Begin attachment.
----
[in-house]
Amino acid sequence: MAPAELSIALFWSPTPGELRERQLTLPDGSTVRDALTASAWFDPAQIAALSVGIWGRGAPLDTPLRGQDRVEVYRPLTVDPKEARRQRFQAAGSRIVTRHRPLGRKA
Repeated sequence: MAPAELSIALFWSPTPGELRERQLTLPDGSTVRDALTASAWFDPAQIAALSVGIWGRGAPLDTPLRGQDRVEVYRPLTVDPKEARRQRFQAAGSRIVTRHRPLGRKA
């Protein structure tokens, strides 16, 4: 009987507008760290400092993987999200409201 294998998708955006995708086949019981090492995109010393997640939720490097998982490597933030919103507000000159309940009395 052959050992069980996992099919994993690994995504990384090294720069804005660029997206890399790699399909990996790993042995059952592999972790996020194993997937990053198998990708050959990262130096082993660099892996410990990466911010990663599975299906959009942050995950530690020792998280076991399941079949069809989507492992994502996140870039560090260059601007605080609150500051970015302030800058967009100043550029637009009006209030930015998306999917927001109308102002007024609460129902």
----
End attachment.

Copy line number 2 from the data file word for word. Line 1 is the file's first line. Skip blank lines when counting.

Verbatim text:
Amino acid sequence: MAPAELSIALFWSPTPGELRERQLTLPDGSTVRDALTASAWFDPAQIAALSVGIWGRGAPLDTPLRGQDRVEVYRPLTVDPKEARRQRFQAAGSRIVTRHRPLGRKA